RAD Studio (Common)
Procedural Types

Procedural types allow you to treat procedures and functions as values that can be assigned to variables or passed to other procedures and functions.

Procedural types allow you to treat procedures and functions as values that can be assigned to variables or passed to other procedures and functions. For example, suppose you define a function called Calc that takes two integer parameters and returns an integer:

function Calc(X,Y: Integer): Integer;

You can assign the Calc function to the variable F:

var F: function(X,Y: Integer): Integer;
F := Calc;

If you take any procedure or function heading and remove the identifier after the word procedure or function, what's left is the name of a procedural type. You can use such type names directly in variable declarations (as in the previous example) or to declare new types:

  TIntegerFunction = function: Integer;
  TProcedure = procedure;
  TStrProc = procedure(const S: string);
  TMathFunc = function(X: Double): Double;
  F: TIntegerFunction;   { F is a parameterless function that returns an integer }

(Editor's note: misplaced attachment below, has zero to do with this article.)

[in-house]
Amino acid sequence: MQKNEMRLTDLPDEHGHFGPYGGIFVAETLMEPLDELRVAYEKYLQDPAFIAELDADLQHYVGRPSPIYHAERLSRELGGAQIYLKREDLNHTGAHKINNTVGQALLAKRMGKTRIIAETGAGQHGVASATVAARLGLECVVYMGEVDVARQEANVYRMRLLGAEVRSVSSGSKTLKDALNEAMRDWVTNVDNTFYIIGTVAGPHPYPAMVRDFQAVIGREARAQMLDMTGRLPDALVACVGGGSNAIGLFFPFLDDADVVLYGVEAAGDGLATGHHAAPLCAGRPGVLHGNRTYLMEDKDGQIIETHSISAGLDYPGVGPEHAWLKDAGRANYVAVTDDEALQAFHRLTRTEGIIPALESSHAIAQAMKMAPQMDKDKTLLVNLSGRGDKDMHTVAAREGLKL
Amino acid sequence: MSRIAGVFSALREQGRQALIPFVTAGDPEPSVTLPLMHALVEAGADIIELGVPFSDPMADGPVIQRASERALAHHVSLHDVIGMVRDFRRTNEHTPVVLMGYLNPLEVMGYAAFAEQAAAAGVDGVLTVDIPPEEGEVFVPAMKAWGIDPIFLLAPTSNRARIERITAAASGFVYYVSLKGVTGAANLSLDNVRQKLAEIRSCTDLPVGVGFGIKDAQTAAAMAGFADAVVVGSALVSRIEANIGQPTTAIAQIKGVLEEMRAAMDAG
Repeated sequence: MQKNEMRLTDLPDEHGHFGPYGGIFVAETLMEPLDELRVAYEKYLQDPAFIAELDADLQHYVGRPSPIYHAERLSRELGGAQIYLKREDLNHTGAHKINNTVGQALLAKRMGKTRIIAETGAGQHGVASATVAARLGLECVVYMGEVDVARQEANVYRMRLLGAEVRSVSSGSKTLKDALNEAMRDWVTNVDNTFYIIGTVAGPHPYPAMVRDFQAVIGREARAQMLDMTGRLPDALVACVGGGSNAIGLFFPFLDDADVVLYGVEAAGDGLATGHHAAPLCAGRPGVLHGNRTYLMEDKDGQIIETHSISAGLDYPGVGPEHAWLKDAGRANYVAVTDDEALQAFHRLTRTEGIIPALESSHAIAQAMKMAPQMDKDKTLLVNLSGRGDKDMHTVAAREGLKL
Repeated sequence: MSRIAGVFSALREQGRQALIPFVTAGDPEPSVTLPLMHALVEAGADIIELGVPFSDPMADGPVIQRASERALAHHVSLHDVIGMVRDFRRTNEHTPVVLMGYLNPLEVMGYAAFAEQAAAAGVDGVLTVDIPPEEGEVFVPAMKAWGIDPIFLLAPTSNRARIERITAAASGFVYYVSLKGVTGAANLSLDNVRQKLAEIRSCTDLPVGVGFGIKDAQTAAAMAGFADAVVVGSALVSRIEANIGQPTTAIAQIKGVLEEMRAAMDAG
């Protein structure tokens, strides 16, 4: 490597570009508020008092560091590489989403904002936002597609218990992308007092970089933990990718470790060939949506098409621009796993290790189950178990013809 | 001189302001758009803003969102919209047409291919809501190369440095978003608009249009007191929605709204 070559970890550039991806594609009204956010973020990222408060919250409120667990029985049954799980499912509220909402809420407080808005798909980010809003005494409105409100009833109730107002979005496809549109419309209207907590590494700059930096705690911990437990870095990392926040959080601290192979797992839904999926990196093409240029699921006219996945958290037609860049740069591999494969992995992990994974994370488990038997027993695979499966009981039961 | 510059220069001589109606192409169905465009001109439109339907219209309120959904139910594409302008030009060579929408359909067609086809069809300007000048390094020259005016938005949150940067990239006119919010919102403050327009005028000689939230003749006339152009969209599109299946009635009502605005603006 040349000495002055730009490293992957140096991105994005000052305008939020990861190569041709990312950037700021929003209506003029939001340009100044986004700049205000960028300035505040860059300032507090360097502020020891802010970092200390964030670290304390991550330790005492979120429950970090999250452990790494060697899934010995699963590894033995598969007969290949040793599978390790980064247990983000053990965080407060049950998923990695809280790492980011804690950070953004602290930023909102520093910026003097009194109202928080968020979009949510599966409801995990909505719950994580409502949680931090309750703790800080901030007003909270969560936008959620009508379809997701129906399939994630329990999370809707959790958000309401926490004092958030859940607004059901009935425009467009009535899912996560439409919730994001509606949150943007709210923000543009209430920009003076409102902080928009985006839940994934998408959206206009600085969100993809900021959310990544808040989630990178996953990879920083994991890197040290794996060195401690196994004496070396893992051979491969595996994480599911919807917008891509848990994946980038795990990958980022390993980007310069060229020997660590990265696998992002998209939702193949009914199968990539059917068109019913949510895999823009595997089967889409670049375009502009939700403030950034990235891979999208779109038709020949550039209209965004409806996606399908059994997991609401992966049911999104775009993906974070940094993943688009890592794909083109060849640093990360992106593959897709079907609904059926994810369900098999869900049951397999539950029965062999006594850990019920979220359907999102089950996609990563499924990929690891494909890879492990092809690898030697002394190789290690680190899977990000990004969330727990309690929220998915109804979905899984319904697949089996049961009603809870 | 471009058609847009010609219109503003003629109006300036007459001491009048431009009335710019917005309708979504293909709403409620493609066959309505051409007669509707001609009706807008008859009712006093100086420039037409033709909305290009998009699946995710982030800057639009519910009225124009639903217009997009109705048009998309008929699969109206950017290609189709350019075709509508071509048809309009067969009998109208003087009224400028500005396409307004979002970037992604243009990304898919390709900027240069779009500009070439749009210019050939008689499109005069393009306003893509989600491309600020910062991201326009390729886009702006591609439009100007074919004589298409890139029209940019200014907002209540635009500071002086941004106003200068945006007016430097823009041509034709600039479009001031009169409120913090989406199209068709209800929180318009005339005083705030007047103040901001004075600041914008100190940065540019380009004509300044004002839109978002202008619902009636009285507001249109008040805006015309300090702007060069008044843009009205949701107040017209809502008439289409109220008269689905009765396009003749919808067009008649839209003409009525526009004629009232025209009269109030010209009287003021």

Proc: TProcedure;      { Proc is a parameterless procedure }
  SP: TStrProc;          { SP is a procedure that takes a string parameter }
  M: TMathFunc;          { M is a function that takes a Double (real) parameter and returns a Double }
  procedure FuncProc(P: TIntegerFunction);  { FuncProc is a procedure whose only parameter is a parameterless integer-valued function }

On Win32, the variables shown in the previous example are all procedure pointers - that is, pointers to the address of a procedure or function. If you want to reference a method of an instance object (see Classes and objects), you need to add the words of object to the procedural type name. For example

  TMethod      = procedure of object;
  TNotifyEvent = procedure(Sender: TObject) of object;

These types represent method pointers. A method pointer is really a pair of pointers; the first stores the address of a method, and the second stores a reference to the object the method belongs to. Given the declarations

  TNotifyEvent = procedure(Sender: TObject) of object;
  TMainForm = class(TForm)
    procedure ButtonClick(Sender: TObject);
  MainForm: TMainForm;
  OnClick: TNotifyEvent

we could make the following assignment.

OnClick := MainForm.ButtonClick;

Two procedural types are compatible if they have

  • the same calling convention,
  • the same return value (or no return value), and
  • the same number of parameters, with identically typed parameters in corresponding positions. (Parameter names do not matter.)
On Win32, procedure pointer types are always incompatible with method pointer types. The value nil can be assigned to any procedural type. 

Nested procedures and functions (routines declared within other routines) cannot be used as procedural values, nor can predefined procedures and functions. If you want to use a predefined routine like Length as a procedural value, write a wrapper for it: